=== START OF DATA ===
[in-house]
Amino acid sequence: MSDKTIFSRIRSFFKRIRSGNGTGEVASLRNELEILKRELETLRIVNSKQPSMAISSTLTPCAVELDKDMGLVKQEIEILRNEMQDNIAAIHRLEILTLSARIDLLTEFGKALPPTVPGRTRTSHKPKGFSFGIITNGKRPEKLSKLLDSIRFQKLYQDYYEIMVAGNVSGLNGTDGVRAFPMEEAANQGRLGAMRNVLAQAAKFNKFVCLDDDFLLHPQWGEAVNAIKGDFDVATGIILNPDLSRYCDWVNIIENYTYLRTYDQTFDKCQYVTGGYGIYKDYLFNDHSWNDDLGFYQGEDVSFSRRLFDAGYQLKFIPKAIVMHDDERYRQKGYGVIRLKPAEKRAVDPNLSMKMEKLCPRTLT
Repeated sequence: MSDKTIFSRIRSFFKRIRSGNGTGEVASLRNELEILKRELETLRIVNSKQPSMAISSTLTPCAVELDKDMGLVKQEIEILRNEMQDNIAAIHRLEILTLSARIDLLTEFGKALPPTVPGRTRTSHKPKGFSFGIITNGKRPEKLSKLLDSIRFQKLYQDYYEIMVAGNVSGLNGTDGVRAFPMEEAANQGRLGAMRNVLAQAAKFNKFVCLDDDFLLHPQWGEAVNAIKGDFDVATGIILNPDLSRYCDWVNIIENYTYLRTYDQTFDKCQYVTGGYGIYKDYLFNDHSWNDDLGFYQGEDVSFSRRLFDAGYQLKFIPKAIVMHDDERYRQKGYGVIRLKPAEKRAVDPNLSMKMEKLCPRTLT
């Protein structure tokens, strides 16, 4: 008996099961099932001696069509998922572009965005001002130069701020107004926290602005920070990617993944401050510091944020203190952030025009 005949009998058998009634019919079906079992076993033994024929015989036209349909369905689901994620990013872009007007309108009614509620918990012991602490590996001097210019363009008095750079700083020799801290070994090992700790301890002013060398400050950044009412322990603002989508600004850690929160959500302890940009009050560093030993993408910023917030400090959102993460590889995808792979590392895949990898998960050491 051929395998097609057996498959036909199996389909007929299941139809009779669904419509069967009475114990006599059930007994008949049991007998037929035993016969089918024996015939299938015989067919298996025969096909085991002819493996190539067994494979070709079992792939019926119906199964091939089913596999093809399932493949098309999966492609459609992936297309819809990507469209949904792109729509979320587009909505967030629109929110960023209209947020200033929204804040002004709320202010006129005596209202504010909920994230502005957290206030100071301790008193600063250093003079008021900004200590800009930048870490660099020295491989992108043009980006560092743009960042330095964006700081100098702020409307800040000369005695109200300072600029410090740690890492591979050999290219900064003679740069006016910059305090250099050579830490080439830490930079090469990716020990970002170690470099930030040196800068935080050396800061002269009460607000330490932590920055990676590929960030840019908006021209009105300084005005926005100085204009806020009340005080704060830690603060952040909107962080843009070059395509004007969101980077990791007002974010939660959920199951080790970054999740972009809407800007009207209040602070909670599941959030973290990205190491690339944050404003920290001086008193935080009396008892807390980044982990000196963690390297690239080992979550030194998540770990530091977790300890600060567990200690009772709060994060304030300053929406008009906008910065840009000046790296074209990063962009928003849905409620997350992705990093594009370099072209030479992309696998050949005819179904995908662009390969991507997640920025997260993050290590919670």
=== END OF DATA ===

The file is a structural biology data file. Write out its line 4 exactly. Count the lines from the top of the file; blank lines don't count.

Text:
């Protein structure tokens, strides 16, 4: 008996099961099932001696069509998922572009965005001002130069701020107004926290602005920070990617993944401050510091944020203190952030025009 005949009998058998009634019919079906079992076993033994024929015989036209349909369905689901994620990013872009007007309108009614509620918990012991602490590996001097210019363009008095750079700083020799801290070994090992700790301890002013060398400050950044009412322990603002989508600004850690929160959500302890940009009050560093030993993408910023917030400090959102993460590889995808792979590392895949990898998960050491 051929395998097609057996498959036909199996389909007929299941139809009779669904419509069967009475114990006599059930007994008949049991007998037929035993016969089918024996015939299938015989067919298996025969096909085991002819493996190539067994494979070709079992792939019926119906199964091939089913596999093809399932493949098309999966492609459609992936297309819809990507469209949904792109729509979320587009909505967030629109929110960023209209947020200033929204804040002004709320202010006129005596209202504010909920994230502005957290206030100071301790008193600063250093003079008021900004200590800009930048870490660099020295491989992108043009980006560092743009960042330095964006700081100098702020409307800040000369005695109200300072600029410090740690890492591979050999290219900064003679740069006016910059305090250099050579830490080439830490930079090469990716020990970002170690470099930030040196800068935080050396800061002269009460607000330490932590920055990676590929960030840019908006021209009105300084005005926005100085204009806020009340005080704060830690603060952040909107962080843009070059395509004007969101980077990791007002974010939660959920199951080790970054999740972009809407800007009207209040602070909670599941959030973290990205190491690339944050404003920290001086008193935080009396008892807390980044982990000196963690390297690239080992979550030194998540770990530091977790300890600060567990200690009772709060994060304030300053929406008009906008910065840009000046790296074209990063962009928003849905409620997350992705990093594009370099072209030479992309696998050949005819179904995908662009390969991507997640920025997260993050290590919670």